How are smoke inhalation injuries treated in children?

Updated: Oct 15, 2021
  • Author: Keith A Lafferty, MD; Chief Editor: Joe Alcock, MD, MS  more...
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Although children are less likely than adults to experience significant smoke inhalation, it remains a serious and life-threatening problem in the pediatric population. Management of a child with burns and a coexistent inhalation injury requires a cohesive team of pediatric intensive care physicians, nurses, and burn specialists.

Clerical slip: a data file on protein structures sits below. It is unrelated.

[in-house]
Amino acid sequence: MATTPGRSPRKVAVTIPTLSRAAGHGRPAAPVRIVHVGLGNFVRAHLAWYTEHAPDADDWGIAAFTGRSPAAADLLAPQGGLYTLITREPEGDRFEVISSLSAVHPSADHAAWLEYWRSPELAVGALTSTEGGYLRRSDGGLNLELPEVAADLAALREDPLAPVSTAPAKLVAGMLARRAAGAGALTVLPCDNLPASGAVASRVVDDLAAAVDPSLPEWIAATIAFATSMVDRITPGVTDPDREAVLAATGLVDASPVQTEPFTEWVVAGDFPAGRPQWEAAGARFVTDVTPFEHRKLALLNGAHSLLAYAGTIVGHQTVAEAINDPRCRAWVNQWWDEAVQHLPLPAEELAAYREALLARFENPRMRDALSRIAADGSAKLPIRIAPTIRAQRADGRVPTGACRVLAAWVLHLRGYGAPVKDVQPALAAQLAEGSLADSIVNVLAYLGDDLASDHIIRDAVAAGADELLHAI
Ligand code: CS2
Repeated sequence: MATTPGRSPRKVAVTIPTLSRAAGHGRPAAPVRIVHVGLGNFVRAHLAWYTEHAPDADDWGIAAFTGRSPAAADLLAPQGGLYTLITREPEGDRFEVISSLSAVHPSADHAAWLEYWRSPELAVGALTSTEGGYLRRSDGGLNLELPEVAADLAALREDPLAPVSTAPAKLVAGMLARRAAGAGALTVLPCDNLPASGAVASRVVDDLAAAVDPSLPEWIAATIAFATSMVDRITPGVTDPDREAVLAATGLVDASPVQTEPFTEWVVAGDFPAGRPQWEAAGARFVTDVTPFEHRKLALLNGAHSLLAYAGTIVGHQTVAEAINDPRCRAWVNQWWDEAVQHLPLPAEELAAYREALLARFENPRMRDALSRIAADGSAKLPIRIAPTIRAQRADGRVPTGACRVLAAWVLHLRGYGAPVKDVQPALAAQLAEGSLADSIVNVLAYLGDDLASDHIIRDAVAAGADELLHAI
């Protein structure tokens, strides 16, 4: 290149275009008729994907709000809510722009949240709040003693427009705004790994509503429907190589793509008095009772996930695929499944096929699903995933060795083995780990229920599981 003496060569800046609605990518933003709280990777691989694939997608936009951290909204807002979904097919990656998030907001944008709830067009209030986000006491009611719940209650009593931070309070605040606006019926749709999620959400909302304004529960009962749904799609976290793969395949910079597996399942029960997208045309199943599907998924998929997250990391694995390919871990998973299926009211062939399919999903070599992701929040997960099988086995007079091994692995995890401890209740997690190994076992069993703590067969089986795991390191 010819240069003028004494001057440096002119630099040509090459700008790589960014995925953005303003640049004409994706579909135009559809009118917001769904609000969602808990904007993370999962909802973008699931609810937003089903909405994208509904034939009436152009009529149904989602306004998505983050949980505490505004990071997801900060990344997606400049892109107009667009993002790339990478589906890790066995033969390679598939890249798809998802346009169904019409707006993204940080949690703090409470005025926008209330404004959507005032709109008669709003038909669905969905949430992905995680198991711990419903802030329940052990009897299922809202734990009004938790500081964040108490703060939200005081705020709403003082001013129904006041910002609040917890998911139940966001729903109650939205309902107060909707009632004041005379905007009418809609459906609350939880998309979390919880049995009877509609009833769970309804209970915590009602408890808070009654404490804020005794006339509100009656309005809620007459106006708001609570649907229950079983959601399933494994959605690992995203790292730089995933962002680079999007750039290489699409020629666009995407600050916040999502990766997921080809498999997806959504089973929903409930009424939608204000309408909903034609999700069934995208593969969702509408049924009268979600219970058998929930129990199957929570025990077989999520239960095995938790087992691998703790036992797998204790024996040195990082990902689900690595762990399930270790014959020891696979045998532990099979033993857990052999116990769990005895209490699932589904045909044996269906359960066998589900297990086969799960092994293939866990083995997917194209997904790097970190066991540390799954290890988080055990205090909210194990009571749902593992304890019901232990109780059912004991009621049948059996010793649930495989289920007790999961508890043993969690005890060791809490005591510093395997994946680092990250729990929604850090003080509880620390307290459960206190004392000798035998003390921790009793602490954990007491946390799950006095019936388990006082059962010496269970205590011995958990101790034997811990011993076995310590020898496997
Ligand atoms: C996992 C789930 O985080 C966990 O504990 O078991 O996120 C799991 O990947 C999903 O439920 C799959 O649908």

Children with burns have traditionally been cared for in adult burn units, but the increased availability of physicians, nurses, and ancillary staff trained in the care of severely ill pediatric patients makes the pediatric intensive care unit a superior environment. Understanding that children are not merely small adults is critical to preventing therapeutic errors and disastrous iatrogenic complications.

Exposure to metal fumes and fluorocarbons—systemic toxins typically released during industrial fires—is rare in the pediatric population. Children are less likely to be affected by systemic toxins than by toxins from household products and products of smoke, including CO and CN poisoning.

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